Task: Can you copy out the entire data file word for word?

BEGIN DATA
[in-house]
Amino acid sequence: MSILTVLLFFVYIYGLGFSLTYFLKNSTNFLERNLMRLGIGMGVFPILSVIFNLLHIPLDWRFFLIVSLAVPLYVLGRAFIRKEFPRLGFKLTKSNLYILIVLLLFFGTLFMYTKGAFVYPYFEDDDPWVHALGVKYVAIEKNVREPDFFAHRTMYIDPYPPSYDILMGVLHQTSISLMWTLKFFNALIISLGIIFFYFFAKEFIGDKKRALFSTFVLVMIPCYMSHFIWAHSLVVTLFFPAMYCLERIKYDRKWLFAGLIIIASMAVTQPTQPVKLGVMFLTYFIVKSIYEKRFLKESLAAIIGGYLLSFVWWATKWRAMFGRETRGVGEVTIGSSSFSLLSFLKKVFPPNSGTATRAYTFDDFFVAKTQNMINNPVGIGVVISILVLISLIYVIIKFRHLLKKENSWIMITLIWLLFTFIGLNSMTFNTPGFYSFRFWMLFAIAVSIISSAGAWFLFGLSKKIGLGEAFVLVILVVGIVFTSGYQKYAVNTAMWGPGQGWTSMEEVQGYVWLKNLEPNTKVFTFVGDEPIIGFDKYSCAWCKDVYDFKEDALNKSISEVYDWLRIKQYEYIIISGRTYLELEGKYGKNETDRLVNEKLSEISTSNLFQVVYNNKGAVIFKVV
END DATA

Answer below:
[in-house]
Amino acid sequence: MSILTVLLFFVYIYGLGFSLTYFLKNSTNFLERNLMRLGIGMGVFPILSVIFNLLHIPLDWRFFLIVSLAVPLYVLGRAFIRKEFPRLGFKLTKSNLYILIVLLLFFGTLFMYTKGAFVYPYFEDDDPWVHALGVKYVAIEKNVREPDFFAHRTMYIDPYPPSYDILMGVLHQTSISLMWTLKFFNALIISLGIIFFYFFAKEFIGDKKRALFSTFVLVMIPCYMSHFIWAHSLVVTLFFPAMYCLERIKYDRKWLFAGLIIIASMAVTQPTQPVKLGVMFLTYFIVKSIYEKRFLKESLAAIIGGYLLSFVWWATKWRAMFGRETRGVGEVTIGSSSFSLLSFLKKVFPPNSGTATRAYTFDDFFVAKTQNMINNPVGIGVVISILVLISLIYVIIKFRHLLKKENSWIMITLIWLLFTFIGLNSMTFNTPGFYSFRFWMLFAIAVSIISSAGAWFLFGLSKKIGLGEAFVLVILVVGIVFTSGYQKYAVNTAMWGPGQGWTSMEEVQGYVWLKNLEPNTKVFTFVGDEPIIGFDKYSCAWCKDVYDFKEDALNKSISEVYDWLRIKQYEYIIISGRTYLELEGKYGKNETDRLVNEKLSEISTSNLFQVVYNNKGAVIFKVV